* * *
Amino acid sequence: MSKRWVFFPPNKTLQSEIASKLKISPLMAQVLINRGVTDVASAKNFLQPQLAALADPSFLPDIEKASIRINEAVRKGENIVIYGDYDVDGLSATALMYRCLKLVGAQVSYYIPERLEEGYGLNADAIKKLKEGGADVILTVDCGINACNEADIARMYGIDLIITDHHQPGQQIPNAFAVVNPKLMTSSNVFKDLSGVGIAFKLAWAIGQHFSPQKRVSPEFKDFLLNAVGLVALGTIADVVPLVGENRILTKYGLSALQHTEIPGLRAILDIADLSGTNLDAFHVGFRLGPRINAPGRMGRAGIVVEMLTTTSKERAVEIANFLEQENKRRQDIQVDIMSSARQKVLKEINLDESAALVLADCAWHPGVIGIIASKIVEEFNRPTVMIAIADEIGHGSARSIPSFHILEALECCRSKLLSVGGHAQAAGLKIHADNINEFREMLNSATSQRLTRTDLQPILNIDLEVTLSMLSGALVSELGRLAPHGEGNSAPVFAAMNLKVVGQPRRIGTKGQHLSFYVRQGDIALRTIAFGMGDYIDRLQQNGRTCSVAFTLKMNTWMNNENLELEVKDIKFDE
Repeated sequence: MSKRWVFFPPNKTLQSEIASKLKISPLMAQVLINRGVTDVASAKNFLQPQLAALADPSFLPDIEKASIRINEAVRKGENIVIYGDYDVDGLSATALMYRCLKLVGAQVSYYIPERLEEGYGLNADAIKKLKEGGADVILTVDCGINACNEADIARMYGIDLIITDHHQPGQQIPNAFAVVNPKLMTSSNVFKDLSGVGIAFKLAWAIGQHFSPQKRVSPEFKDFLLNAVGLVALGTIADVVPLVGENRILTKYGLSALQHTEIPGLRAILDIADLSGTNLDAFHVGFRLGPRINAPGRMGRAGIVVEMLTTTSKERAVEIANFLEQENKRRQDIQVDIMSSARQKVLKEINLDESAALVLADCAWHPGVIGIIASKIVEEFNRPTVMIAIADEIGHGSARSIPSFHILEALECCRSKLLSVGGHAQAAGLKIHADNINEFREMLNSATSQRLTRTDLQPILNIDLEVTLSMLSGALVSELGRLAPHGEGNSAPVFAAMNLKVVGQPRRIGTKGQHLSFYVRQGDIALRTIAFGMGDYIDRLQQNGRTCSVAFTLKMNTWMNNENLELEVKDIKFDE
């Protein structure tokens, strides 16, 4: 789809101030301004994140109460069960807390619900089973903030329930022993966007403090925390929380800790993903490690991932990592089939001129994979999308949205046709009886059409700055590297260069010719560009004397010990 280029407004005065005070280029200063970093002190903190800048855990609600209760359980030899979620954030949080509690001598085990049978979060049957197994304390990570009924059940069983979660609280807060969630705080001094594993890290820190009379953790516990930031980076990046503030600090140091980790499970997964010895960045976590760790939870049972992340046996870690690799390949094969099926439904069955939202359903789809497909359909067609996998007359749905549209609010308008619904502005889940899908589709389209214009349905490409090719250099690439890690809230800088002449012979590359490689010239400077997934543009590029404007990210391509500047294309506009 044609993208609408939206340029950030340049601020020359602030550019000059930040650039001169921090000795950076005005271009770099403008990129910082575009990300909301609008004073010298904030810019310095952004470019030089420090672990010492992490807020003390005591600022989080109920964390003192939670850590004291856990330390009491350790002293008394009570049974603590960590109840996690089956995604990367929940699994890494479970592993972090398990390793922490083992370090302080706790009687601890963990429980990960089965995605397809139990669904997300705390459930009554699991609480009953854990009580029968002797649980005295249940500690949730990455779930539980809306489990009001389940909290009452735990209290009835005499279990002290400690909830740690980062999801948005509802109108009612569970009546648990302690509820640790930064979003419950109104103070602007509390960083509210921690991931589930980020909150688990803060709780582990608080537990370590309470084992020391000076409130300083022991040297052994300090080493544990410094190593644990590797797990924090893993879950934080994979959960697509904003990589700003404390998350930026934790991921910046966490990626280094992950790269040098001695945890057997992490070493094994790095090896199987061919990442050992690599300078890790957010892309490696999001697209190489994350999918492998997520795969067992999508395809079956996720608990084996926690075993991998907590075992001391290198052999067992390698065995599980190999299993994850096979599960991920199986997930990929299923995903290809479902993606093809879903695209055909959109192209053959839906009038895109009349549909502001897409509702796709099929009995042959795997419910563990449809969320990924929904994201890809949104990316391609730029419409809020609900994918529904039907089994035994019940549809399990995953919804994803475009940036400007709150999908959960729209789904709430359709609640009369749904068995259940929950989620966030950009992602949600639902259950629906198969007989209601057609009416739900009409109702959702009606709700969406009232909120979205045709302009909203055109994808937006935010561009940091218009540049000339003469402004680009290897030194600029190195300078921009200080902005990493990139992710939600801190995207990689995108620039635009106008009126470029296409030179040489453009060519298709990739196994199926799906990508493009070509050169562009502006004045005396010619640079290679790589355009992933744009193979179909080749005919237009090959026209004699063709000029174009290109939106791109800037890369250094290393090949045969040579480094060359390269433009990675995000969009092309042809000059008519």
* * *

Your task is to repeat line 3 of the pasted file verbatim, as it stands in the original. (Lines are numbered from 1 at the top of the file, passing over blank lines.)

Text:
């Protein structure tokens, strides 16, 4: 789809101030301004994140109460069960807390619900089973903030329930022993966007403090925390929380800790993903490690991932990592089939001129994979999308949205046709009886059409700055590297260069010719560009004397010990 280029407004005065005070280029200063970093002190903190800048855990609600209760359980030899979620954030949080509690001598085990049978979060049957197994304390990570009924059940069983979660609280807060969630705080001094594993890290820190009379953790516990930031980076990046503030600090140091980790499970997964010895960045976590760790939870049972992340046996870690690799390949094969099926439904069955939202359903789809497909359909067609996998007359749905549209609010308008619904502005889940899908589709389209214009349905490409090719250099690439890690809230800088002449012979590359490689010239400077997934543009590029404007990210391509500047294309506009 044609993208609408939206340029950030340049601020020359602030550019000059930040650039001169921090000795950076005005271009770099403008990129910082575009990300909301609008004073010298904030810019310095952004470019030089420090672990010492992490807020003390005591600022989080109920964390003192939670850590004291856990330390009491350790002293008394009570049974603590960590109840996690089956995604990367929940699994890494479970592993972090398990390793922490083992370090302080706790009687601890963990429980990960089965995605397809139990669904997300705390459930009554699991609480009953854990009580029968002797649980005295249940500690949730990455779930539980809306489990009001389940909290009452735990209290009835005499279990002290400690909830740690980062999801948005509802109108009612569970009546648990302690509820640790930064979003419950109104103070602007509390960083509210921690991931589930980020909150688990803060709780582990608080537990370590309470084992020391000076409130300083022991040297052994300090080493544990410094190593644990590797797990924090893993879950934080994979959960697509904003990589700003404390998350930026934790991921910046966490990626280094992950790269040098001695945890057997992490070493094994790095090896199987061919990442050992690599300078890790957010892309490696999001697209190489994350999918492998997520795969067992999508395809079956996720608990084996926690075993991998907590075992001391290198052999067992390698065995599980190999299993994850096979599960991920199986997930990929299923995903290809479902993606093809879903695209055909959109192209053959839906009038895109009349549909502001897409509702796709099929009995042959795997419910563990449809969320990924929904994201890809949104990316391609730029419409809020609900994918529904039907089994035994019940549809399990995953919804994803475009940036400007709150999908959960729209789904709430359709609640009369749904068995259940929950989620966030950009992602949600639902259950629906198969007989209601057609009416739900009409109702959702009606709700969406009232909120979205045709302009909203055109994808937006935010561009940091218009540049000339003469402004680009290897030194600029190195300078921009200080902005990493990139992710939600801190995207990689995108620039635009106008009126470029296409030179040489453009060519298709990739196994199926799906990508493009070509050169562009502006004045005396010619640079290679790589355009992933744009193979179909080749005919237009090959026209004699063709000029174009290109939106791109800037890369250094290393090949045969040579480094060359390269433009990675995000969009092309042809000059008519």